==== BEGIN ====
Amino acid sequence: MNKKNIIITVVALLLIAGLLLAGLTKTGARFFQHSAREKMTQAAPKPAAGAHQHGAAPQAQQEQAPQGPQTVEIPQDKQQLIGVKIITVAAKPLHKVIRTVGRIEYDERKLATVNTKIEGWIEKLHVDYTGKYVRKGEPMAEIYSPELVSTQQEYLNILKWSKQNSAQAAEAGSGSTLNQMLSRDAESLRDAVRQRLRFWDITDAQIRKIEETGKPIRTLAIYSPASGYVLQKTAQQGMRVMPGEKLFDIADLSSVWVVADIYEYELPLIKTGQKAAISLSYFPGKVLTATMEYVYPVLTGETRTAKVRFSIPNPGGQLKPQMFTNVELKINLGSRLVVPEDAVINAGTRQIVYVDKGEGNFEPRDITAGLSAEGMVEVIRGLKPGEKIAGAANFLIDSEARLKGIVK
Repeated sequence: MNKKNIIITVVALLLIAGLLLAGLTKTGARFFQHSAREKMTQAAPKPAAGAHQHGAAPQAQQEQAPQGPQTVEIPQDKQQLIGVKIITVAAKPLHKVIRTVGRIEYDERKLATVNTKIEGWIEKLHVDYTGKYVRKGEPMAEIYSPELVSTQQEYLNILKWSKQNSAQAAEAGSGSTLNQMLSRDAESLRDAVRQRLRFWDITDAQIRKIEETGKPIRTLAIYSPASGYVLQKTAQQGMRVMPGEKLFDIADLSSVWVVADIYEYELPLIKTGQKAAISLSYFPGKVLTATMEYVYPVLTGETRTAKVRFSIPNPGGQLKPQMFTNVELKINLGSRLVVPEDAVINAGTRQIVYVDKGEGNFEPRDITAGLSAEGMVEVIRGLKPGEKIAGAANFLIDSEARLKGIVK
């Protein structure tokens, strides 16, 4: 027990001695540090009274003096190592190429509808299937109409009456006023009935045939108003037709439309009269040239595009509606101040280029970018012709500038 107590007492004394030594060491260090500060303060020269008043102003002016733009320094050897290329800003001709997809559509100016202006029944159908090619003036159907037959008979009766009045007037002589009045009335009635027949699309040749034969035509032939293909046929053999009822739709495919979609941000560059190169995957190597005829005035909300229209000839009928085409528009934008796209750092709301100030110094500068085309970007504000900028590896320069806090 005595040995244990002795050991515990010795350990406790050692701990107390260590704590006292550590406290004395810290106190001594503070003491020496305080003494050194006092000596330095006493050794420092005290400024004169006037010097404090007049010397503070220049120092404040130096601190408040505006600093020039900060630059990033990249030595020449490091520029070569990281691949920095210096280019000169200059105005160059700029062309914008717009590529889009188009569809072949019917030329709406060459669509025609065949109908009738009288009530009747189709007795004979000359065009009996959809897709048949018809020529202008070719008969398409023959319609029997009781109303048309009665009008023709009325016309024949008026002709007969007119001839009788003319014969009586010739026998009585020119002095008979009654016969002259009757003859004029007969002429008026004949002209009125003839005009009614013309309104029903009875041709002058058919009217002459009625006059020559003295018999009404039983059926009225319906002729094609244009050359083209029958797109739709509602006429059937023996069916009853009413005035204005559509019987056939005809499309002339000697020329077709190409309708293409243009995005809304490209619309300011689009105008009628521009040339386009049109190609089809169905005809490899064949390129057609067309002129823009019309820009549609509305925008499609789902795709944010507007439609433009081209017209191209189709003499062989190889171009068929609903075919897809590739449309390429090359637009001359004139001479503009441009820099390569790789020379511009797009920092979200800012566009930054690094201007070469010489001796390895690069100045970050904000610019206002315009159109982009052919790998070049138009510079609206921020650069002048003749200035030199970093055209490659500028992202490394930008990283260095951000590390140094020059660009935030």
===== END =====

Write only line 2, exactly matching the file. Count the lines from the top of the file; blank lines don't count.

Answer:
Repeated sequence: MNKKNIIITVVALLLIAGLLLAGLTKTGARFFQHSAREKMTQAAPKPAAGAHQHGAAPQAQQEQAPQGPQTVEIPQDKQQLIGVKIITVAAKPLHKVIRTVGRIEYDERKLATVNTKIEGWIEKLHVDYTGKYVRKGEPMAEIYSPELVSTQQEYLNILKWSKQNSAQAAEAGSGSTLNQMLSRDAESLRDAVRQRLRFWDITDAQIRKIEETGKPIRTLAIYSPASGYVLQKTAQQGMRVMPGEKLFDIADLSSVWVVADIYEYELPLIKTGQKAAISLSYFPGKVLTATMEYVYPVLTGETRTAKVRFSIPNPGGQLKPQMFTNVELKINLGSRLVVPEDAVINAGTRQIVYVDKGEGNFEPRDITAGLSAEGMVEVIRGLKPGEKIAGAANFLIDSEARLKGIVK